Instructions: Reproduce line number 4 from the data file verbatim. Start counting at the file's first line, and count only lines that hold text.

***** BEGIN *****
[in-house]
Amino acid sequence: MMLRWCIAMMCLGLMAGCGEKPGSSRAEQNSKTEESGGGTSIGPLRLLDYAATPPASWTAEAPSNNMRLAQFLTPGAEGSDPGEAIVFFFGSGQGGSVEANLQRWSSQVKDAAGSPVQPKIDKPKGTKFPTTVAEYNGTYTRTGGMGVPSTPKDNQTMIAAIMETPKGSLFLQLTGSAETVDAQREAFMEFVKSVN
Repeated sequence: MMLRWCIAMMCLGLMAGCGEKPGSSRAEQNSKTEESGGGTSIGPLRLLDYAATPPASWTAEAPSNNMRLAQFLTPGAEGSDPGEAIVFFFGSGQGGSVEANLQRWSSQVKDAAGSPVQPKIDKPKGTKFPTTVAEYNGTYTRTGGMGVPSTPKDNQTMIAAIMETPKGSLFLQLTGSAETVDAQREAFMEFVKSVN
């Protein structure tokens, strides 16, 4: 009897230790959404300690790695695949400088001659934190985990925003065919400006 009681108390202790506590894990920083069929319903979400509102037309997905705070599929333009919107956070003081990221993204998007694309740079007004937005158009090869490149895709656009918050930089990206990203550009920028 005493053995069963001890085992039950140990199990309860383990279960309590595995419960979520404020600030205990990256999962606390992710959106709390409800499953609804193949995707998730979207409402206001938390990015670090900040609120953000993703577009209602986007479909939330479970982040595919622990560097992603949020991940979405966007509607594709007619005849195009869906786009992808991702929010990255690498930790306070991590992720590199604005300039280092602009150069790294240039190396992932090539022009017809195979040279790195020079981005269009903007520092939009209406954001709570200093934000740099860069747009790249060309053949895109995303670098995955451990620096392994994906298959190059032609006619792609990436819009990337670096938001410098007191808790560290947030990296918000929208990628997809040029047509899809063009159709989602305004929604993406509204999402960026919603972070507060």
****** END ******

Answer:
């Protein structure tokens, strides 16, 4: 009897230790959404300690790695695949400088001659934190985990925003065919400006 009681108390202790506590894990920083069929319903979400509102037309997905705070599929333009919107956070003081990221993204998007694309740079007004937005158009090869490149895709656009918050930089990206990203550009920028 005493053995069963001890085992039950140990199990309860383990279960309590595995419960979520404020600030205990990256999962606390992710959106709390409800499953609804193949995707998730979207409402206001938390990015670090900040609120953000993703577009209602986007479909939330479970982040595919622990560097992603949020991940979405966007509607594709007619005849195009869906786009992808991702929010990255690498930790306070991590992720590199604005300039280092602009150069790294240039190396992932090539022009017809195979040279790195020079981005269009903007520092939009209406954001709570200093934000740099860069747009790249060309053949895109995303670098995955451990620096392994994906298959190059032609006619792609990436819009990337670096938001410098007191808790560290947030990296918000929208990628997809040029047509899809063009159709989602305004929604993406509204999402960026919603972070507060």